This is my story about how fast everything can change and in a moment things can go very wrong. I hope that by sharing what happened to me, that you can learn and be more mindful and prepared when you got into the back country!

On August 1 myself and two of my best friends, Courtney and Amanda set out to hike to the Della lake falls. Our water taxi left the marina in port Alberni at an 8am departure. The boat ride was 60 minutes to the trail head, and it is only accessibly by water. This means you either have to get yourself there, or rely on the water taxi that only runs twice a day. By the time we arrived on the other side of the lake, it was 9:30am. We made some last minute arrangements to our packs and set off to start the 16km hike to our first camp. The plan was to hike to Della lake falls campground to set camp for 2 nights and spend the second day exploring the lake and hiking up to Love Waterfalls (actual name). We started the hike with high spirits and were already having an amazing time.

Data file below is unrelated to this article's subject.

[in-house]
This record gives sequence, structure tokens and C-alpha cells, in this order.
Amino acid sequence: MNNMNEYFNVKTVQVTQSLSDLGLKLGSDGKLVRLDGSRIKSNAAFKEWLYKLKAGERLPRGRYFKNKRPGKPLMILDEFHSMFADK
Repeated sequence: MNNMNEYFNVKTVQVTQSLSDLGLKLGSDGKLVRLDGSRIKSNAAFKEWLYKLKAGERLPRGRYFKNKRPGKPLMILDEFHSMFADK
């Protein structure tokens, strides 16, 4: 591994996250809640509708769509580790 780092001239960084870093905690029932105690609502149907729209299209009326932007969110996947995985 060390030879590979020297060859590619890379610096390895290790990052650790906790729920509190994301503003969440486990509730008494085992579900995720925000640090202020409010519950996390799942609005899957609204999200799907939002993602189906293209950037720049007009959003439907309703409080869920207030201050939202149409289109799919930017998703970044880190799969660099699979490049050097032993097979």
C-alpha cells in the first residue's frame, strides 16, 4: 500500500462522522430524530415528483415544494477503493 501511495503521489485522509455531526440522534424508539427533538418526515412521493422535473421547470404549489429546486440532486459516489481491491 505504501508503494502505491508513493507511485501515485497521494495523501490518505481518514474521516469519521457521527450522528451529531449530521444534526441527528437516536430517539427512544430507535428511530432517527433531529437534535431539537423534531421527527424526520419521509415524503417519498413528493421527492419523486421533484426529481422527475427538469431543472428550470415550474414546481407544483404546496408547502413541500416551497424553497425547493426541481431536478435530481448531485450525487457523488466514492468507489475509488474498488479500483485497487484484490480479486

At km 13 we had to cross a river by a cable cart. The cart is designed to have 1 or 2 people in it at a time and you sit in the cart and pull yourself across with the ropes. There were also gloves on either side of the cable crossing which would make crossing on the rope easier. I have used cable carts in the past and I am fully aware of how dangerous they can be. I gave the run down to Courtney and Amanda and reminded them that when transferring on the cable car, you always grab the rope, NEVER the cable.